and on and on were often my first exposure to the subjects (not to mention Internet trivia and culture like "all your base". . Of course. Maybe it is because I once wanted to be an actor. Doctorow's posts on boingboing about copyright. Posted 2:20 PM to Blogs and blogging._. and all your base back in library school. or ^^. I'm also a big Merlin Mann fan.^_^ is pretty much the same thing as :). I don't much care if they come off as an egotist or a climber. 43 Folders. I have had my own minor burnout in recent weeks. digital rights management. Posted 3:58 PM to Library Comment from: Jessy April 24. colleague. it's a smiley.ne. lest I blow all my cred. His flagship site. Cory Doctorow and Merlin Mann aren't necessarily the smartest guys or best writers out there (though I think they are both plenty smart and quite good writers (just about every Merlin Mann post has an LOL moment for me. I'm sure I'd found librarian. and occasional commenter on this very blog. and so on. but I confess it wasn't until a little after library school that my wife turned me on to boingboing (early 2001. or leave a comment on this post. My new favorite is "Reading On a Dream. covers lifehacks and the like. 1337speak and the like). I'd guess). but I can't believe there aren't more. or . Steven Cohen has blogged about it recently at Library Stuff. But. please let Jessy know. promote. a lot more. Since the first mailing lists I was on were Japanese. I don't say that to claim that I am a big deal because people return my email. thought-provoking.. anyway)). embarrassment (which is more symboloic of an asian convention used in anime/manga).pep. I've been using those forever. If you know of (or have perpetrated) other library shenanigans. I'm happy to latch on and see where they take me. and the same with Cory Doctorow and Merlin Mann. 2006 My friend. ^_^ Should've been paying more attention. community-building empire with 43F Podcasts. These days. Here's a list: http://club. And I'm sorry to have to ask. Nobody has emailed me with any further shenanigans.html Library Shenanigans April 20.net in those days." the musical-theatre duet sung in the middle of the library to an audience of unsuspecting students (apologies for all the porn links on the host page). crying. Librarians and the profession Comment from: Carlos Ovalle April 20. a profession where self-promotion is a basic requirement. a list of library pranks and other silliness. but are these ^-^ raised eyebrows? Comment from: Carlos Ovalle April 21. They may not always be the best librarians--there is always someone somewhere that knows more--but the mere fact that they are moving and shaking and getting people excited about blogs or wikis or institutional repositories or library marketing or whatever is great. and Chas in costume. the flip side to all this moving and shaking is burnout. Jessy Randall. 2006 10:06 PM Well. and generous. 2006 09:26 AM Nope. But. in general. 2006 06:04 PM I had no idea you were into librarian. but they know how to hustle. although it's more of a Japanese/Asian style. That site has mutated into a one-man self-publishing. bOING bOING about cyberpunk and pop culture and the like. . I have a high tolerance for self-promotion. I'm very happy that we have a group of over-prolific alpha librarians on the web. boingboing. and the 43F Google Group (there is probably a 43F pirate radio station and a 43F credit union that I just haven't heard of yet). the "Tutt Crunch" relay race. and who can blame him for wanting to spend more time with his family.net. ^_^. the Creative Commons. 2006 11:23 AM I've just added three shenanigans from the Colorado College library: streaking. has a new little project: Library Shenanigans. If a person is consistently interesting. I will have you know that I was into boingboing back in the early 1990s when it was a printed zine.And I ate it up. the 43F Board.jp/~hiroette/en/facemarks/body. And I think that blogs make these folks so much more accessible than research articles or even magazine columns did in the past: I have had at least one email or blog-comment contact with just about every big-deal library blogger. Comment from: Steve Lawson April 20. and sell themselves. it's just that the kind of people who blog are the kind of people who want to engage with their audience. Carlos. 43F Wiki.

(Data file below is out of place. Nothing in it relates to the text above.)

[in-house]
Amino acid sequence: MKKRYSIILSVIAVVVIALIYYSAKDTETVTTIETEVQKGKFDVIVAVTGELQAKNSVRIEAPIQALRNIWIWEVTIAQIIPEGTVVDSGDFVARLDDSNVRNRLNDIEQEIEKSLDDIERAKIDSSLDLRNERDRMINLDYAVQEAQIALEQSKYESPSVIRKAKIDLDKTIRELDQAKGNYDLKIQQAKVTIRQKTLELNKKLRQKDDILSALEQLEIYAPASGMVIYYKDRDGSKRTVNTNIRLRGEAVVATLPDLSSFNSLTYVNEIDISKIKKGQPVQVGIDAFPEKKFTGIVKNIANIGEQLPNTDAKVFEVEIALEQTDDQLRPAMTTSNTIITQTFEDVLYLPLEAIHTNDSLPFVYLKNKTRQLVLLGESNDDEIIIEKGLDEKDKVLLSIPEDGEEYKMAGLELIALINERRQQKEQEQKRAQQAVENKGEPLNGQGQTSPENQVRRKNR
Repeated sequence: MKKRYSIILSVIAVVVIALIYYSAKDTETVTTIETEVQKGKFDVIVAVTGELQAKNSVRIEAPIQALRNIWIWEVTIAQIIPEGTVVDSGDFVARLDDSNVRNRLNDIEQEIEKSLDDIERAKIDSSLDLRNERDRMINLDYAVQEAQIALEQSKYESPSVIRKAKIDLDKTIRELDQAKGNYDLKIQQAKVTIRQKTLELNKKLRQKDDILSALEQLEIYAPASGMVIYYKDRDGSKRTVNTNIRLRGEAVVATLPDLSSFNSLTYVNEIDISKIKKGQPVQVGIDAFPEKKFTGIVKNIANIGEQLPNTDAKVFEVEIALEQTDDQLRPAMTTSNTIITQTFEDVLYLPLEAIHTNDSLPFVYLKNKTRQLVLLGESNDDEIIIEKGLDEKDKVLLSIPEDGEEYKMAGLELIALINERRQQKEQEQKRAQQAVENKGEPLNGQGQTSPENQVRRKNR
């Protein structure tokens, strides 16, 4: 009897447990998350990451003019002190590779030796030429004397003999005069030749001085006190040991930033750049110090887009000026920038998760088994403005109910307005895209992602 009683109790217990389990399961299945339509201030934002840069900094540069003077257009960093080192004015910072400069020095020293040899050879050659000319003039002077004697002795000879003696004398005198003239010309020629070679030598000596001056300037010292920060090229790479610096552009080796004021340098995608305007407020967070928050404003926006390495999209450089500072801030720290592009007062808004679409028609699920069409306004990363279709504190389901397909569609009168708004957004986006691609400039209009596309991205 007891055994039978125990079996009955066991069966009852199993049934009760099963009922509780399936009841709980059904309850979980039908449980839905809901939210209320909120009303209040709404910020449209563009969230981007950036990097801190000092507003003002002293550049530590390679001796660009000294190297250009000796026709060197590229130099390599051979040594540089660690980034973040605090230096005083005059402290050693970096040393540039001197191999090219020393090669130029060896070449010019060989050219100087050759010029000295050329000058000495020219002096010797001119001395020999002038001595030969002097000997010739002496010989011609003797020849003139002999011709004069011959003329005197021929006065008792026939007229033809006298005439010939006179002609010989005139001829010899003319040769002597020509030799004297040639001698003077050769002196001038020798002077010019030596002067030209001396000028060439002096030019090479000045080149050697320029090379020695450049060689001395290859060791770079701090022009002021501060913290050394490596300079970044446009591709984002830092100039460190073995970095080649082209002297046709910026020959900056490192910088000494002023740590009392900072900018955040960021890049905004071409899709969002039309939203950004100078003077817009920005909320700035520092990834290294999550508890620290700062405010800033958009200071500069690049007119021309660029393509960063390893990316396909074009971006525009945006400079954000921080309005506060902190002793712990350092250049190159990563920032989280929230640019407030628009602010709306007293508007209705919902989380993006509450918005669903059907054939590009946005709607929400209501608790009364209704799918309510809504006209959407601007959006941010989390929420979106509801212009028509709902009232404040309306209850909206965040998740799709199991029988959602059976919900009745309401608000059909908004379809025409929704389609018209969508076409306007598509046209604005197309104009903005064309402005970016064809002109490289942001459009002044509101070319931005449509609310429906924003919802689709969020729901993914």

" does "Second Life Library 2.xml". and were I ten or twenty years younger with more time to burn. And if I can get some more good discussions going here in the future.". I doubt I'll spend much time in Second Life (my hands are pretty full in the First Life. Comment from: Steve Lawson April 23.. Since I have a comments feed for See Also. There's no one right way to do it. but I expect you could call it anything that ends in ". See the comments in the template file itself for guidance as to where to put that information. too. of your blog (as well as the appropriate comments. URL. Hatchibombotar Stein.. though I still find I want to read the comments in context of the post (which is how I have my feeds set up). I might make him look more like Lucien. Movable Type will automatically replace the MT template tags in the document with the name. too. 2006 06:20 PM That's a nice solution. There are links to the comment. I don't subscribe to your comments feed--but your posts show up again in Bloglines when there are new comments. If I ever have some time to burn. I guess I'd say that the possibilities for Second Life are very intriguing. referred to the RSS 2. It will look like unformatted XML (like my raw comments feed). 2006 About a week ago. I just looked at the stock MT feeds for the entries. (Right-click (Macintosh users ctrl-click) to download this file to your computer. but he's OK for the time being. the game tests the limits of my .. I copied my template. I gave mine the name "RSS 2.xml. 2006 08:41 PM Laura. This template should work for Movable Type 3. To use. of course).. I'd be all over it. Manhattan or a Smurf. I may end up making him blue like Krishna or Dr.0 specification and did a little troubleshooting when I made this feed.Comments feed for your Movable Type blog April 21. Karen. etc. If you have experience using the template tags for your blogging software. this kind of feed is pretty easy to write.0 April 25. you can see it all. description. Michael Stephens mentioned parenthetically "I think I need a way to offer comments as a feed. The benefit of doing it your way is that readers get to see all the comments together.xml (or whatever filename you gave it). So I thought that other Movable Type types might want to copy that file. He seemed to appreciate it. Comment from: K. The headline in the aggregator will say "Comment by [name] on [blog post title]". and to the original post. The main body of the feed contains the entire comment. made a few small changes and sent it to Michael. After a short time in-game. Posted 3:38 PM to Tools Comment from: Laura April 23. so I tend to pick them up that way. Then there is the technical element. I forgot that Bloglines marked it as new when it got a new comment. Once you have it set up. but you should be able to read it well enough to be sure it is pulling the appropriate comments from your blog. but after reading Michael Sauers' posts at TravelinLibrarian (Second Life and Virtual Attendance) and looking around at the Second Life Library 2.2 with a minimum of customization on your part. Schneider April 23. Business Week is also doing a cover story on Second Life this week. so if people are having a conversation.G. yes. You do need to specify a URL for an image (if you would like your blog logo to show in certain feed readers) and text for a copyright statement. 2006 So that's my Second Life avatar. the URL will be http://[your blog url]/comments. My problem with that is having to scroll through the original post and previous comments to read the new one(s). I had thought of doing it your way.0. the librarian in The Dreaming. followed by an excerpt of the original post. because it is useful to me. create a new index template on the Templates screen in Movable Type.0 Comments" and the filename "comments. 2006 04:57 PM I admit. Here it is: comments. So I can see why Bloglines users wouldn't bother. thanks).0" = "L2.) One of the things I like about this particular comments feed is that it provides a bit more context than comment feeds often do.0" = "2L-L2?") I wanted to check it out. the commenter's URL (if provided).xml". One last caveat: it looks like almost no one subscribes to my comments feed! That's OK. standing in front of the horse statue that is outside the Second Life Library 2. perhaps more people will want to pick it up. Load that URL in your browser. Life 2.0 blog (if "Library 2. of course.